Arts Librarian Ashley Warthen goes off book with artist, maker and costume designer, Margaret "Markie" Gaddis to kick off her library residency.
ASHLEY (A): Biggest challenge of constructing a costume?
MARKIE (M): Every costume has its own individual hurdles (Don’t get me started on the wings of one of my recent costumes!), but one of the most consistent, across the board challenges with costume construction is trying to get the perfect fit. For costumes that are fabric intensive, tailoring can be frustrating, even when using a dress form, and for costumes that are made from unconventional materials, there is always the challenge of attaching pieces to the body in a way that is comfortable and will allow for moment.
A: One thing you learned in school that you still use today.
M: In my day-to-day career, I write and edit professional documents and emails, so middle and high school grammar and writing are a constant in my life. In costuming and cosplay, I—surprisingly--use a lot of math, whether it is to find the circumference of a circle when making patterns for skirts or to calculate the amount of resistance needed to offset the voltage used to light the LED circuits illuminating my costumes.
A: Favorite costume in your collection?
M: I think my newest costume, my design inspired by Articuno and Team Mystic from Pokemon Go, is my current favorite. I had a lot of fun utilizing different materials to create fake ice all over the armor, and the completed costume surpassed my expectations for the design. Thus far, I think it is my most eye-catching design, and when I wore it to Dragon Con 2019, it was very well received.
A: Last book you read?
M: Geekerella by Ashley Poston, a local author. I picked up the young adult novel on whim because the title, synopsis, and setting (Charleston and Atlanta) resonated with my personal interests and experiences with cosplay and comic/sci-fi/anime conventions. It was a very fun read, especially because there were so many references to places I’ve visited and shows that I’ve watched, and it made me feel as though I was reading a book written by a close friend who knew all my nerdy inside jokes from high school and college.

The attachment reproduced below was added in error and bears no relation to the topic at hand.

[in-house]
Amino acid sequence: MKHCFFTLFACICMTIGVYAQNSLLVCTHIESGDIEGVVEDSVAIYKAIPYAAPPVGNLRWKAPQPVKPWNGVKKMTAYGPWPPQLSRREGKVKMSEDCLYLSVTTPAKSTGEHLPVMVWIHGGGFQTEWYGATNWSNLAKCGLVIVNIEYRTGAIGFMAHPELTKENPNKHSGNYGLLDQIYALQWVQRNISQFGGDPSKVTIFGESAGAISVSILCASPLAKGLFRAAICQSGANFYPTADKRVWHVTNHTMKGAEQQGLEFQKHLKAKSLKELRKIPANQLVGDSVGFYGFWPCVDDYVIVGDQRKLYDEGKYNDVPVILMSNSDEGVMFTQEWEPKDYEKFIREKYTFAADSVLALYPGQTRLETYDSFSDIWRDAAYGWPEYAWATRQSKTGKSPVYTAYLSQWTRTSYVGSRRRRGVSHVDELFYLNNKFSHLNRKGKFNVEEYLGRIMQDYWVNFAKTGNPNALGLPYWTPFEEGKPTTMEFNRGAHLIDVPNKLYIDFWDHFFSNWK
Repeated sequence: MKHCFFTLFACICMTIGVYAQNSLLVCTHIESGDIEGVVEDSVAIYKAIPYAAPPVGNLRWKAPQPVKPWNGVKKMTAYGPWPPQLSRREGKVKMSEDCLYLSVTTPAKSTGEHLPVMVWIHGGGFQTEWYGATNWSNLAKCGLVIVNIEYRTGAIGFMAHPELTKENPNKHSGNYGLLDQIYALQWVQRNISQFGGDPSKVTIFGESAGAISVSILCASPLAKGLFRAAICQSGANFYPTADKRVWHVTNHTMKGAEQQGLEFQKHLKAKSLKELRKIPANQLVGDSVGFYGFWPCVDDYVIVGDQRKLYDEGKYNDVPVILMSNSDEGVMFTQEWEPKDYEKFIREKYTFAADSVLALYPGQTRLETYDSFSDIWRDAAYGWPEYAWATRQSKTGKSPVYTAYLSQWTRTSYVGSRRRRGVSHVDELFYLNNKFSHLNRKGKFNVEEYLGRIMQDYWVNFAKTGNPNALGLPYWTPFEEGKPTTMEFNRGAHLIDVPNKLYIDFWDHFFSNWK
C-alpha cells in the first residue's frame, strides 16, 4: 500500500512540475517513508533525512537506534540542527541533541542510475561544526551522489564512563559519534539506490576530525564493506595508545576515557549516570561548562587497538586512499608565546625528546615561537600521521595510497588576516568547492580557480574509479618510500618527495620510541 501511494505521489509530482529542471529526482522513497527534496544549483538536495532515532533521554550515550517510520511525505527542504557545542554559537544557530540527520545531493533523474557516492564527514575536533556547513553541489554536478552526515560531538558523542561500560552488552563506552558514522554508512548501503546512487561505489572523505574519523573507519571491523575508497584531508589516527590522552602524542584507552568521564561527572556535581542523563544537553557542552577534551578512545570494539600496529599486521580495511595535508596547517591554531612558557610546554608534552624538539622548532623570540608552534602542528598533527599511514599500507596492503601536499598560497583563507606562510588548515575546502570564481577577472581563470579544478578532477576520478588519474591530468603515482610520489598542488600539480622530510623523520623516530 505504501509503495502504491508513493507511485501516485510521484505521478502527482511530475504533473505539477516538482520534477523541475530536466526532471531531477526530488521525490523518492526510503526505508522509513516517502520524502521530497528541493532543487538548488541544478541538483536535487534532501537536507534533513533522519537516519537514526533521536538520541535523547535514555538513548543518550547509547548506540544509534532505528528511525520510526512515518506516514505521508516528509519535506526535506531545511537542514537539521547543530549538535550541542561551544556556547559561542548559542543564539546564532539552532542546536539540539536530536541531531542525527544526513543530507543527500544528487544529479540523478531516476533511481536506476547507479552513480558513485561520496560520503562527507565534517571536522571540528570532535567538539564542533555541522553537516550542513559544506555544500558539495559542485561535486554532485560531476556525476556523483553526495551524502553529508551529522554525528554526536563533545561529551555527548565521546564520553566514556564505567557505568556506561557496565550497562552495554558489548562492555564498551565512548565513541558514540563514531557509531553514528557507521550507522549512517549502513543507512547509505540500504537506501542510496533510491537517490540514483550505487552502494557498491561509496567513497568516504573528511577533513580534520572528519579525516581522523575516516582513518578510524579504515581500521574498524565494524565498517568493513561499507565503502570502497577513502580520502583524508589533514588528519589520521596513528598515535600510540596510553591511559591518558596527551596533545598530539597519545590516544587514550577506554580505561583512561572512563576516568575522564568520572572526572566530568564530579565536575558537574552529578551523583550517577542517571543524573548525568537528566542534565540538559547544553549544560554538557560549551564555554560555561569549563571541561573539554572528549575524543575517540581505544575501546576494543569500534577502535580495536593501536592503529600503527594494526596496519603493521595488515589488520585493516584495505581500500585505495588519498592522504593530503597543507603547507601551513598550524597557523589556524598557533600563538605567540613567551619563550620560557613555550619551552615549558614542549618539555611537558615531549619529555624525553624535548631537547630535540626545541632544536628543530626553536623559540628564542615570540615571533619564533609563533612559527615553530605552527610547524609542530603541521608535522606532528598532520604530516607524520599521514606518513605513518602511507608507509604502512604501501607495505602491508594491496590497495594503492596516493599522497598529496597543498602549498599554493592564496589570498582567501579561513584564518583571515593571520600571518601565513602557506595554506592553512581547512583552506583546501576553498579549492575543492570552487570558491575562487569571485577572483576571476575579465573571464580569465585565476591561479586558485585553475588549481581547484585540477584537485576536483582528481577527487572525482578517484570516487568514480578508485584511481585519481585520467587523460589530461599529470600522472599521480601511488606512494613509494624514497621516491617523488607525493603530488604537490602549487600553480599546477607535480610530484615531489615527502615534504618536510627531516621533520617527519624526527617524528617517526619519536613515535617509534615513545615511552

A: How many characters have you created?
M: I’ve created about 25 costumes. Most of them were cosplays based on established character designs, but around 8-9 of them were either completely original designs or designs inspired by established characters.
A: What are you listening to currently?
M: My current Pandora station of choice plays a lot of songs by the Kongos, ZZ Ward, and Arctic Monkeys.
A: Average amount of time it takes to construct a costume?
M: Time varies depending on the difficulty. I’ve created simple costumes in just a few days, but a complex costume takes several months. Admittedly, I’m the most productive on the weekends when I have long, uninterrupted periods of time to work, so if I only counted the amount of time spent actively constructing a costume, it would be a lot less.
A: Biggest design influence.
M: My costume design selection is usually influenced by my desire to work with specific materials or to try out new techniques that I’ve seen other costume designers and cosplayers use in their projects on social media. Lately I’ve been gravitating away from fabric intensive designs towards ones that will allow me to play around with unconventional materials, such as foam and thermoplastics, and create structured shapes embellished with sculpted details and LEDs.
A: Favorite type of material to create with?
M: I really enjoy working with thermoplastics (plastics that become malleable when heated) because they are versatile, durable, and great for sculpting. The only downside to them is that they are one of the more expensive materials to work with and can be a little heavy to wear, so I’ve started to use less expensive and lighter alternatives, such as EVA foam and foam clay, more frequently.
Connect with Artist-in-Residence Markie Gaddis during her weekly office hours from 2 - 6 p.m., Saturdays (through December 20) at Richland Library Main or at any of her upcoming public programs.